Corona discharge is an industrial process of charge implantation. The polarisation of the polymer comes from an excess of charges trapped very close under one of the faces of the electret. To implement the corona discharge, a block or film of polymer to be polarised is put into contact by one of its faces with an electrode. A point, brought to a high voltage of several kilovolts with respect to the electrode, is placed at a few millimeters above the face of the polymer opposite to the face in contact with the electrode. Ionic species are transported in the thus-created electric field. They are deposited on the surface and some of these charged species transfer their charge to traps located beneath the surface where they lose all mobility. It is the latter charges that provide the polymer with a virtually permanent polarisation, whereas the surface charges can flow by surface conductivity.
Charge implantation can again be obtained by other means known to the skilled person, for example by using an ion beam of sufficient energy.
FIG. 1 illustrates schematically the distribution of charges obtained in an electret with excess charge. The block or film 1 constituting the electret presents two main faces 2 and 3. By the above-described process, there are trapped very close beneath the face 2 positive charges which are shown encircled in FIG. 1. The + signs represent positive surface charges and the - signs negative surface charges. Together these charges induce an electric field E in the dielectric 1.
According to the invention, there can thus be obtained a structure generating non-linear electrooptical effects, these effects being due to molecules or intramolecular groupings possessing a non-linear susceptibility, by orienting these molecules or groupings by means of an electric field coming a permanently polarised dielectric such as an electret.
The molecules or intramolecular groupings possessing a non-linear susceptibility must be able to be influenced by the orienting electric field. The best solutions therefore consist in disposing of either a double-layer structure, each layer having a well-defined function, optical or electrical, or a single layer in which the dielectric ensures both functions.
The examples that follow, given in a non-limiting way, shall illustrate some aspects of the invention.
This double-layer structure is depicted in FIG. 2. A dielectric layer 5 active in non-linear optics is superposed on a layer 6 forming an electret of the type depicted in FIG. 1. The index of refraction of the electret must be adapted to that of the layer 5, i.e. it must a refractive index less than that of the layer 5. The electret is obtained, for example, by implantation of positive charges as in the case of FIG. 1. In the case of a PTFE of 10 to 30 μ thickness, these charges can be implanted at approximately 1 μ from the surface. This implantation can be considered as permanent since the conductivity of this dielectric is virtually zero (10-18 Ω-1 ×m-1).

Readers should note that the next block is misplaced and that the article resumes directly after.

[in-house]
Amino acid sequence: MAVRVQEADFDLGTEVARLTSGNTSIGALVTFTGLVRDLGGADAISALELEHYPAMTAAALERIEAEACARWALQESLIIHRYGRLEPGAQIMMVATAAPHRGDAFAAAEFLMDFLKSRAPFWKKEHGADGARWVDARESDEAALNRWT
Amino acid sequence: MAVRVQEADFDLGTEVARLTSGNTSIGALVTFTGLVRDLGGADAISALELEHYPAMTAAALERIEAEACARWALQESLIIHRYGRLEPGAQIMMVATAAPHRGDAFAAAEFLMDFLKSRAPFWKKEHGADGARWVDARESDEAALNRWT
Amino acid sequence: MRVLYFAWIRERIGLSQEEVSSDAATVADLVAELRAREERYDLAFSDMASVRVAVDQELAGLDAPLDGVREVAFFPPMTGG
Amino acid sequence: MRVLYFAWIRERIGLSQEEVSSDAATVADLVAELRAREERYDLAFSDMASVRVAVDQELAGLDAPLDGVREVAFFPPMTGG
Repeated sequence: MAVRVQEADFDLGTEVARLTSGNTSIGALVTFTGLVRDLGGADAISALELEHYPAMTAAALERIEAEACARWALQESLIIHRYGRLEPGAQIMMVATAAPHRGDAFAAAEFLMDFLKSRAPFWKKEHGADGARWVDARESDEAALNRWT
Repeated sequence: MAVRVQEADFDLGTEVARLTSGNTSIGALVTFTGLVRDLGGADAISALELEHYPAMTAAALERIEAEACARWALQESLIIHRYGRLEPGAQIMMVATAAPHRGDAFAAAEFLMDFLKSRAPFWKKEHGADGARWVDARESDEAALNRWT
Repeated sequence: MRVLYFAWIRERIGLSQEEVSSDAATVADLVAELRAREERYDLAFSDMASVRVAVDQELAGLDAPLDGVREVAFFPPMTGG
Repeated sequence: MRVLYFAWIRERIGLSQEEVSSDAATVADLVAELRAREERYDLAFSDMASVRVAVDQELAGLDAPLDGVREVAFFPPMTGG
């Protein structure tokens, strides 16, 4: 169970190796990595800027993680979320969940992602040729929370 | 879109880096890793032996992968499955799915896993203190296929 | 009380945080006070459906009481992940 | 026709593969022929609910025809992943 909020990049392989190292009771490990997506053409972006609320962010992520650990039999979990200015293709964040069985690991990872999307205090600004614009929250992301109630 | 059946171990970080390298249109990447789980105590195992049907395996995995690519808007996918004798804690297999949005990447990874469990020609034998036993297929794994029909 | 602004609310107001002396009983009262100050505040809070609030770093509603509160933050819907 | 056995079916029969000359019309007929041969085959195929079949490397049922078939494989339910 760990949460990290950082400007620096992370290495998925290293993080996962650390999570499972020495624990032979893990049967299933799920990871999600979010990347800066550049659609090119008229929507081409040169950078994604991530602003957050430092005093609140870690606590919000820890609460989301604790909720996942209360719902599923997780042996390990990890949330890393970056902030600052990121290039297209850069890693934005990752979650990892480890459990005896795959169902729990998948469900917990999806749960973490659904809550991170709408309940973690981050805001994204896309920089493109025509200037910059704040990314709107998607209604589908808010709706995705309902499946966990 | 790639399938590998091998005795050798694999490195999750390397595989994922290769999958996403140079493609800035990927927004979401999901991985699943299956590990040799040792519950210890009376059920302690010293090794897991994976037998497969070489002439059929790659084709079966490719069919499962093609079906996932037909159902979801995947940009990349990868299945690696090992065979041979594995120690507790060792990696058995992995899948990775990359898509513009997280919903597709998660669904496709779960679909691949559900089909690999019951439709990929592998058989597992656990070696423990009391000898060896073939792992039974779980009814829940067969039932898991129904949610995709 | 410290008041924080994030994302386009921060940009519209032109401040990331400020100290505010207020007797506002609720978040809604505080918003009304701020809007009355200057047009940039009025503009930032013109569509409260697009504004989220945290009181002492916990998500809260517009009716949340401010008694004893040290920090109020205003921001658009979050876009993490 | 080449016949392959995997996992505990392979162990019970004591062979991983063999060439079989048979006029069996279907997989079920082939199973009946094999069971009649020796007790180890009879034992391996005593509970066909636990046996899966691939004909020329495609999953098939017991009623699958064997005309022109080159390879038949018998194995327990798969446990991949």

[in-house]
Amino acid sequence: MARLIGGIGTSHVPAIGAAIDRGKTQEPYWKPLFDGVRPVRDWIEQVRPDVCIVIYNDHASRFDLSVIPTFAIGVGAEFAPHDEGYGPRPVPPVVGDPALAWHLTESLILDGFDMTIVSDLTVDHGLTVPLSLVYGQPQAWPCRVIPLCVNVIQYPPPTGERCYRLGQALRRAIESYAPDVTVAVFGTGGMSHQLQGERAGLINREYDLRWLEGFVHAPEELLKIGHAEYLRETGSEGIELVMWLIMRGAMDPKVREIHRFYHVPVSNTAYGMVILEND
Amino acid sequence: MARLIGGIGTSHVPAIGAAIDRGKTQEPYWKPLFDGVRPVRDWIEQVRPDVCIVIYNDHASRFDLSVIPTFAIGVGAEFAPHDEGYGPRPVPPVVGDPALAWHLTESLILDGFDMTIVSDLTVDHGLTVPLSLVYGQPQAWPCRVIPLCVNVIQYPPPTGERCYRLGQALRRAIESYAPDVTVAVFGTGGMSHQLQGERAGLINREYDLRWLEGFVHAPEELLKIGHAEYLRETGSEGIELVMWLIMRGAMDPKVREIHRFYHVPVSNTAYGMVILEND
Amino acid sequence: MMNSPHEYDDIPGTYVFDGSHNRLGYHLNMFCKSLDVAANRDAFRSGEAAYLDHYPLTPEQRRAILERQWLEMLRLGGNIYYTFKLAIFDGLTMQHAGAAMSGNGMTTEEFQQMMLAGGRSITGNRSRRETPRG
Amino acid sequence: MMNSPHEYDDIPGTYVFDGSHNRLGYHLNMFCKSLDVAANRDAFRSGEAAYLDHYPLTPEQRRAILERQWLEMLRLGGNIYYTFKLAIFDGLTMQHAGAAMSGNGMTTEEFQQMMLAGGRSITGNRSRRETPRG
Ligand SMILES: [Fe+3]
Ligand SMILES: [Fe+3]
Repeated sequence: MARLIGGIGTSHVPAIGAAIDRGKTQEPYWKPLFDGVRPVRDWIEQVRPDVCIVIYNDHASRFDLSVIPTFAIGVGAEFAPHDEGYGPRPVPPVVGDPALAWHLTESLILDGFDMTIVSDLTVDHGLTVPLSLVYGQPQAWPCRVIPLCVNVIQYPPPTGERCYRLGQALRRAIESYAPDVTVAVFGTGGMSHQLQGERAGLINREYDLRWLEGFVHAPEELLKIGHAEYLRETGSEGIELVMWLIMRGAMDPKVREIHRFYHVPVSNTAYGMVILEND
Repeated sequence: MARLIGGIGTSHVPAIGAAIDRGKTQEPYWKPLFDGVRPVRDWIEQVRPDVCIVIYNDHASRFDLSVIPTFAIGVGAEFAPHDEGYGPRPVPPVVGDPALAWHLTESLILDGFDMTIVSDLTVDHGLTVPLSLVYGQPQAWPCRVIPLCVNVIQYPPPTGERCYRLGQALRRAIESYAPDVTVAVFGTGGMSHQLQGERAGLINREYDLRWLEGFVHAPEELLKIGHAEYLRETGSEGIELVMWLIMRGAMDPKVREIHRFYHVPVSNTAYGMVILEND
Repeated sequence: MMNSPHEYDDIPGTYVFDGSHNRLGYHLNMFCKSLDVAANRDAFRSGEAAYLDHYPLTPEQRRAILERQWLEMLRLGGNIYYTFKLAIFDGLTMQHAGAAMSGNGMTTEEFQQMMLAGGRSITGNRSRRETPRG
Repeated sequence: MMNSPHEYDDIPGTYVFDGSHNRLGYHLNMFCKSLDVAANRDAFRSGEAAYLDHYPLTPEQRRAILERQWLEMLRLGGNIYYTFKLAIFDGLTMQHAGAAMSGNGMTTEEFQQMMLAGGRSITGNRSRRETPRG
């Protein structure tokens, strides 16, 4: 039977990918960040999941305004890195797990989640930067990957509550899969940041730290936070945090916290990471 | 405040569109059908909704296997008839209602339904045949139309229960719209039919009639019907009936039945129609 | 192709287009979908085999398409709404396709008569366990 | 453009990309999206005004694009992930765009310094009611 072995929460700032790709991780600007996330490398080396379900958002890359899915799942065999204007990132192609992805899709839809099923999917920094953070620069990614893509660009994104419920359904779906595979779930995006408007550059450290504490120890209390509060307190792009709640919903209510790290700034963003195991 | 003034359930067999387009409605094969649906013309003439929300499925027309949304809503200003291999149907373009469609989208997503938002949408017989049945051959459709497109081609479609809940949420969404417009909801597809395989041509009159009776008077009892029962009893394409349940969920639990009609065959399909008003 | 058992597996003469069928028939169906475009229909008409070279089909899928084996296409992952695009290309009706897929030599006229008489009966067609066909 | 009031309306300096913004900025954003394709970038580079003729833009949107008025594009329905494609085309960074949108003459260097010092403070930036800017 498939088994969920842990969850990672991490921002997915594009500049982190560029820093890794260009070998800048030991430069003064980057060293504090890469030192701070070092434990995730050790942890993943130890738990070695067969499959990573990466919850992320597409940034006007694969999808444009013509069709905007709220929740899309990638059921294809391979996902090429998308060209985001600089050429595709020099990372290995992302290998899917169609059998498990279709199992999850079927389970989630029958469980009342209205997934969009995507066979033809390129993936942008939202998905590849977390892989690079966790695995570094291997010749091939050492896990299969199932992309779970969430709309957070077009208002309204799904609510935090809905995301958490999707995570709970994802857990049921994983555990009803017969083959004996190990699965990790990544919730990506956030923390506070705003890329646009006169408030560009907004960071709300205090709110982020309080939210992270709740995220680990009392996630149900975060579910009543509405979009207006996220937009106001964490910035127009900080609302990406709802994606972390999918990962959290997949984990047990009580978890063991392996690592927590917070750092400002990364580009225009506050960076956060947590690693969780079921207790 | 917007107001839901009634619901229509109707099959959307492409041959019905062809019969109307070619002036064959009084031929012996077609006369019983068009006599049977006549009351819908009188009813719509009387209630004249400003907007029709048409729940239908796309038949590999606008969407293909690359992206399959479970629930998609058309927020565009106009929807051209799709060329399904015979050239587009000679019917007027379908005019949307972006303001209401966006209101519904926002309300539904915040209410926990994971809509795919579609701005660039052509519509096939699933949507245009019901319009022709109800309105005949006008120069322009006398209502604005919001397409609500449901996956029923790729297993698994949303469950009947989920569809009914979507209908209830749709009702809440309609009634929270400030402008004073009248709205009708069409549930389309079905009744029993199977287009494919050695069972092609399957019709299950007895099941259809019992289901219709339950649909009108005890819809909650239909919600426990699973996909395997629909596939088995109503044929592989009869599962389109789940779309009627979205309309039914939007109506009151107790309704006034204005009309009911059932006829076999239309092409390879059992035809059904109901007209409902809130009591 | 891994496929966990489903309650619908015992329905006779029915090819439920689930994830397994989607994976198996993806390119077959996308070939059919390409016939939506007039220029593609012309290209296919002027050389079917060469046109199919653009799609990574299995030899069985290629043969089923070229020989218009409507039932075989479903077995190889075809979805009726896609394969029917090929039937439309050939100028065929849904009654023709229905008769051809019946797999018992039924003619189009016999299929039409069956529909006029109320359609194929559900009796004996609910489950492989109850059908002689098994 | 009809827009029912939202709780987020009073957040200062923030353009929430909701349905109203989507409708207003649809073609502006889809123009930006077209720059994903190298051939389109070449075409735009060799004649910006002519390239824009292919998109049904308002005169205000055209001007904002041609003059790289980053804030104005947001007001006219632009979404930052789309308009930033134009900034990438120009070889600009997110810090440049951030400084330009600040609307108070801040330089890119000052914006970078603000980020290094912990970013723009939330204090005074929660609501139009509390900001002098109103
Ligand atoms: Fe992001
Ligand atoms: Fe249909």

The face of the dielectric carrying these charges is that which is in contact with the active layer 5. The charges very close to the surface can be considered as trapped in surface and generate an electric field in the layer active in non-linear optics.
In FIG. 2, to simplify the diagram, the trapped positive charges and the surface positive charges are represented identically by the + sign.
The "optical" layer 5 has a thickness l1 and a dielectric constant ε1. The "electric" layer 6 has a thickness l2 and a dielectric constant ε2. Let τ be the density of charges disposed very close to the beneath the surface of the electret. This charge density generates electric fields E1 and E2 respectively in the optical 5 and in the electric layer 6. ##EQU1##
The conditions for which these formulas hold are explained in the article by F. MICHERON entitled "Properties and applications of polarised dielectrics: electrets, oriented polymers and ferroelectrics" published in Revue Technique de THOMSON-CSF, volume 10, n0 3, p. 457, September 1978.
If l1 =2μ, l2 =10μ, ε1 =5, ε2 =3, τ=10-5 to 10-6 C/m2, the corresponding electric field E1 is 105 to 106 V/cm. The value of this electric field is sufficient to orient and maintain oriented the active molecules of the optical layer.
The optical layer 5 can be, and that is another advantage of the invention, of various types. For example, the layer 5 can be formed of mesomorphic copolymers of differentiated and alternated groupings, the groupings being either of a mesogenic character, or active in non-linear optics. The placing into contact of layers 5 and 6 then has the effect of orienting the mesogenic groups owing to the electric field developed by the electret. The mesogenic groups then impose in turn this orientation to the groupings active in non-linear optics.
If layer 5 constitutes a guest-host system in which the molecules active in non-linear optics are disseminated in a mesomorphic polymer having mesogenic lateral groupings, there again, the placing into contact of layers 5 and 6 would provoke the orientation of groupings active in non-linear optics.
If layer 5 constitutes a guest-host system in which the molecules active in non-linear optics are disseminated in an amorphous polymer matrix, the placing into contact of layers 5 and 6 shall occur at a temperature greater than the vitreous transition temperature of the amorphous polymer to allow the orientation under the field of the molecules active in non-linear optics.
The electric field existing permanently in the optical layer owing to the proximity of the electret makes it possible to align permanently the molecules active in non-linear optics, parallel to field lines and thus to avoid a decrease in susceptibility as a function of time.